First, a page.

Let’s imagine the following scenario. You’ve finally made yourself read that textbook for tomorrow’s class. As you’ve read several pages you realize that you can’t recall anything of it. Why did it happen and is there a way to avoid this experience? Many students face this problem and have to reread the same material for several times to understand and memorize it.
As you might guess, it is not the most effective method of getting prepared for a class. The reason for an inattentive reading might be the lack of concentration. Or a student can struggle to understand the main idea of a text. SQ3R reading and note-taking method can help you in both cases.
SQ3R is an acronym for an effective reading technique that helps you increase your productivity. The problem with reading material on an unfamiliar topic is that you seem to have understood the main points but within a few hours that knowledge fades away for some reason.
It’s because just reading a text is not enough. Using an SQ3R method you make sure that you’ve really grasped the meaning of a text and can explain it to someone else. So, how does it work?
As we’ve found out, SQ3R is an acronym and every letter implies a specific stage of the reading process. You would think that the first thing you need to do is simply start reading a textbook but it’s not the best approach. This method suggests that you should start with skimming through the text.
Look through the text you need to read and pay attention to the subheadings, tables, diagrams, etc. Doing so will give you the idea of what are you going to read about. If you are not completely unfamiliar with this particular topic, it will trigger some background information that can help you while reading.
As you notice some new terms and diagrams, write down the questions this text will have the answers to. Even if a reading assignment is too boring, these questions will help you stay focused.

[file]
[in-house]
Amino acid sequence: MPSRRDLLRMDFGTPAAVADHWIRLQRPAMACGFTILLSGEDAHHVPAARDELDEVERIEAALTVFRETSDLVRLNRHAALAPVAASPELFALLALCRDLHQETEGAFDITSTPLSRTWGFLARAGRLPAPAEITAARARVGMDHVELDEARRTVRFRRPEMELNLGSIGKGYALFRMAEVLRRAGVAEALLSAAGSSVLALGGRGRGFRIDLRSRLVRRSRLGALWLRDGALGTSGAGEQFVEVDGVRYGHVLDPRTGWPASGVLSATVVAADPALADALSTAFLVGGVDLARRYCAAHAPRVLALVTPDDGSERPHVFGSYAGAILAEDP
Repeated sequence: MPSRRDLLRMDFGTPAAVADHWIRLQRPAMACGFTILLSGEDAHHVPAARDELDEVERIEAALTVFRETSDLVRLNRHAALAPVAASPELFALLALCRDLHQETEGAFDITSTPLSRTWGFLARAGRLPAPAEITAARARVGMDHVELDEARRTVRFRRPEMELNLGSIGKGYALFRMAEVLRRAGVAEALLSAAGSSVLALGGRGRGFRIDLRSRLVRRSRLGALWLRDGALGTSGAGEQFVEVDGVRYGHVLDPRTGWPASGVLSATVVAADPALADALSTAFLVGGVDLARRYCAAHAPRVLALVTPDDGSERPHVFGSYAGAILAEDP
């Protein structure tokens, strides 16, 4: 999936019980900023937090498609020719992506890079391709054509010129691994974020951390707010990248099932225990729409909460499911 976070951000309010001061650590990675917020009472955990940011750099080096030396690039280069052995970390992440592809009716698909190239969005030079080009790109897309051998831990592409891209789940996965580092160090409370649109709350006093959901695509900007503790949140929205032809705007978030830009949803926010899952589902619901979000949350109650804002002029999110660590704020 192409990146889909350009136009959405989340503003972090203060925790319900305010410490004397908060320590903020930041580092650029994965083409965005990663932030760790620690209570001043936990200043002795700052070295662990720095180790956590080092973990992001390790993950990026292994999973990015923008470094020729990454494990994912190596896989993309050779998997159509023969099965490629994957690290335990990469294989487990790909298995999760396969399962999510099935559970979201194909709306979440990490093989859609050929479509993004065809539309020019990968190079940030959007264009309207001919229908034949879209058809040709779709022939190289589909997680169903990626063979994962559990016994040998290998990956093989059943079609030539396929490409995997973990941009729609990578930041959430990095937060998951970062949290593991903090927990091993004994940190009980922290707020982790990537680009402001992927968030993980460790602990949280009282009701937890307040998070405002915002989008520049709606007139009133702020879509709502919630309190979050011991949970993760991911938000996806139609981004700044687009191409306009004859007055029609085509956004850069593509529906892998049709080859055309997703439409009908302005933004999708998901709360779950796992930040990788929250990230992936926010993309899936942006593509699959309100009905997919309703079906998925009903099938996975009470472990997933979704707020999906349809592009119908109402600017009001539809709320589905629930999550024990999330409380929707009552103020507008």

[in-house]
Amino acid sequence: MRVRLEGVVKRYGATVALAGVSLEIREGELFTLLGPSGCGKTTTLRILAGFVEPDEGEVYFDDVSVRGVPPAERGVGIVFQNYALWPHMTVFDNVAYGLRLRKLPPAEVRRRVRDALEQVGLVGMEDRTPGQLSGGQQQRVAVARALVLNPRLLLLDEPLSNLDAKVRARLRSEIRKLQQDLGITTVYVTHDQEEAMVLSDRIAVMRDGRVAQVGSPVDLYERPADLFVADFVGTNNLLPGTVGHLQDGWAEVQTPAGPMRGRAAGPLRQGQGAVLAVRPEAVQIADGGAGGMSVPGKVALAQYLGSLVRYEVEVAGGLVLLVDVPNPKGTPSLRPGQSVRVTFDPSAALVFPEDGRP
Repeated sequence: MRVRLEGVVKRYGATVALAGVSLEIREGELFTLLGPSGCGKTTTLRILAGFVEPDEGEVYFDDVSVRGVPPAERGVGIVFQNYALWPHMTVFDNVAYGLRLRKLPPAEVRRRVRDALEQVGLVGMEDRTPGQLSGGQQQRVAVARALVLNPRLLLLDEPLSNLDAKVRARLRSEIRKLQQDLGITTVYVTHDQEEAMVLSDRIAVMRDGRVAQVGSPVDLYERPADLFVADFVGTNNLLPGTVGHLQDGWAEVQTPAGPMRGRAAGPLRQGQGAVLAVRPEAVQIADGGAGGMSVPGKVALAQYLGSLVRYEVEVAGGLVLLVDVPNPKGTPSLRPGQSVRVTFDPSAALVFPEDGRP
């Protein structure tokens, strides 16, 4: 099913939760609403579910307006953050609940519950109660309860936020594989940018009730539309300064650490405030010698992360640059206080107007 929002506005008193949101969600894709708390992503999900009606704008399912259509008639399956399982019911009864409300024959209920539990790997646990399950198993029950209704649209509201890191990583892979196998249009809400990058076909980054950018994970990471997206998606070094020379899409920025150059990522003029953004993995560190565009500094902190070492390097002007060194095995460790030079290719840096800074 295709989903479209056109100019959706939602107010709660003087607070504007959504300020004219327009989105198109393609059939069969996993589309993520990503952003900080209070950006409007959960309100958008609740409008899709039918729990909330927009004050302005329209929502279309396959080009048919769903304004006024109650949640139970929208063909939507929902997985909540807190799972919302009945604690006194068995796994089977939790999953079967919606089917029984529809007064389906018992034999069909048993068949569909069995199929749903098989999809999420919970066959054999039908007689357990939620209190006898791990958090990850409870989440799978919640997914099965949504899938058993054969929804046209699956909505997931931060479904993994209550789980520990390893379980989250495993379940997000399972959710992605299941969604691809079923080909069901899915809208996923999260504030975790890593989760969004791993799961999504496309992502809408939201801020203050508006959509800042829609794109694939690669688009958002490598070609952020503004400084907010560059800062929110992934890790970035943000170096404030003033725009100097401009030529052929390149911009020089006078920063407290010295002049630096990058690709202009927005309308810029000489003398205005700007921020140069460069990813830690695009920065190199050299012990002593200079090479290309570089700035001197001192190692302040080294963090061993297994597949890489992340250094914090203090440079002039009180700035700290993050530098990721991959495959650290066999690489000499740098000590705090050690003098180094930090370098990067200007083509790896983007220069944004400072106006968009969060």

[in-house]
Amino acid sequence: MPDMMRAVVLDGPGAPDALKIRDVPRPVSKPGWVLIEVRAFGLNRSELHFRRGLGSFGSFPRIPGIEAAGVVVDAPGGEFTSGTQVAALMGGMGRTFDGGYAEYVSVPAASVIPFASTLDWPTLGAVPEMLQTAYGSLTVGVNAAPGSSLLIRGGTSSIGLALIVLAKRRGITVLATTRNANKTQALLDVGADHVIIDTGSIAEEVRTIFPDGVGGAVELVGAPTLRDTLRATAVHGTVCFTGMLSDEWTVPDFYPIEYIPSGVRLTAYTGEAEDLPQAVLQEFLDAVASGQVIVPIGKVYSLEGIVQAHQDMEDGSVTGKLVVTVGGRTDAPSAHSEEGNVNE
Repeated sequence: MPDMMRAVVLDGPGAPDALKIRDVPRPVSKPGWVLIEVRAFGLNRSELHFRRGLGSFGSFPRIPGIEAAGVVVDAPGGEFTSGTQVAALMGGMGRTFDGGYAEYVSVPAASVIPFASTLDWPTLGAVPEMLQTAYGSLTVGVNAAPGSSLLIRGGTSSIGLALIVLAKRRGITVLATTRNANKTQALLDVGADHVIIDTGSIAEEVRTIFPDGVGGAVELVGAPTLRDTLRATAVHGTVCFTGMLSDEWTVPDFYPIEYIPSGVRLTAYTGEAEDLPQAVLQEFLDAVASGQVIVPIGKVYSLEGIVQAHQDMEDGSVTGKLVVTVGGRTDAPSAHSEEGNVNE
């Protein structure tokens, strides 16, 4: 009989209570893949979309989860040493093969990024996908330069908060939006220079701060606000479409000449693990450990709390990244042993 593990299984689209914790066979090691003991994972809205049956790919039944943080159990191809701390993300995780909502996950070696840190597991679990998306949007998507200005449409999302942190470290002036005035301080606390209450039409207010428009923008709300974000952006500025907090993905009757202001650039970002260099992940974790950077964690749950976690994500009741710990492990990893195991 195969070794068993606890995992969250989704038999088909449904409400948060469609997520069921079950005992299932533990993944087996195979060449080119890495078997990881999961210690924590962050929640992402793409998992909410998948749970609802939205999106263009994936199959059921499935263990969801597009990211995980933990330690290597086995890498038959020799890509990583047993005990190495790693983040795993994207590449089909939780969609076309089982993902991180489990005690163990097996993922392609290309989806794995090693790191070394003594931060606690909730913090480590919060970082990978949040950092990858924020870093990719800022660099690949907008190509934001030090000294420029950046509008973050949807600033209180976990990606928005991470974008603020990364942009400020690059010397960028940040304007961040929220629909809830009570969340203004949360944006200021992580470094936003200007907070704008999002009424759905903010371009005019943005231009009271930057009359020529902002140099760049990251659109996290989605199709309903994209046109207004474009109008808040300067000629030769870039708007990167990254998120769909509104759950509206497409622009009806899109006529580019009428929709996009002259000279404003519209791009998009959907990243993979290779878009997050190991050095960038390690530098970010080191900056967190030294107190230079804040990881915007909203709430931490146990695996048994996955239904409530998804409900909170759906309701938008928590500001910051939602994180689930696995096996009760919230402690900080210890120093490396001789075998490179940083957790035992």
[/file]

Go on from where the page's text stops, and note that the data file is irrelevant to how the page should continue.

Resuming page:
At this point, your goal is to find the answers to the questions you’ve written down. It is a more effective approach than a passive reading as you concentrate on the key aspects and don’t get distracted by the unnecessary information.
Imagine that you need to tell a friend about everything you’ve just read using your own words. When you do this exercise, you memorize the material faster and get a better understanding of it. If you notice that some of the points seem more difficult to explain, read the corresponding passages again.
Read through the notes, highlight the most important points, and maybe even take some additional notes. To make sure it will be easier for you to remember this information in the future, share it with a friend. Tell them about what you’ve learned and you will be surprised by how good you’ve remembered the text.
To give you an idea of how this method works, let’s look at a Wikipedia article dedicated to the human development.
When you skim through the article, you notice that it will cover some information about the general aspects of development, its physical stages, terms that specify one’s age in numbers, etc. Now you have the idea of what you will learn from this text. If you start recalling the information you got in class from your biology teacher, you will have some background information before even starting to read the article.
It’s time to ask some questions. Yours might look something like this:
And so on.
Answer the questions while reading the article.
Once you have your notes ready, you can easily recite the information. Review the article and think if there is something else you can add to your notes that you might have missed.
Now that you know how to use this method, you might want to have some proofs of its effectiveness. Is it really a better way of reading textbooks and taking notes? Well, there was a research with the goal to find all about out it. According to its results, this approach was superior for total reading performance. It is safe to say that you will benefit from incorporating this technique into your studying process.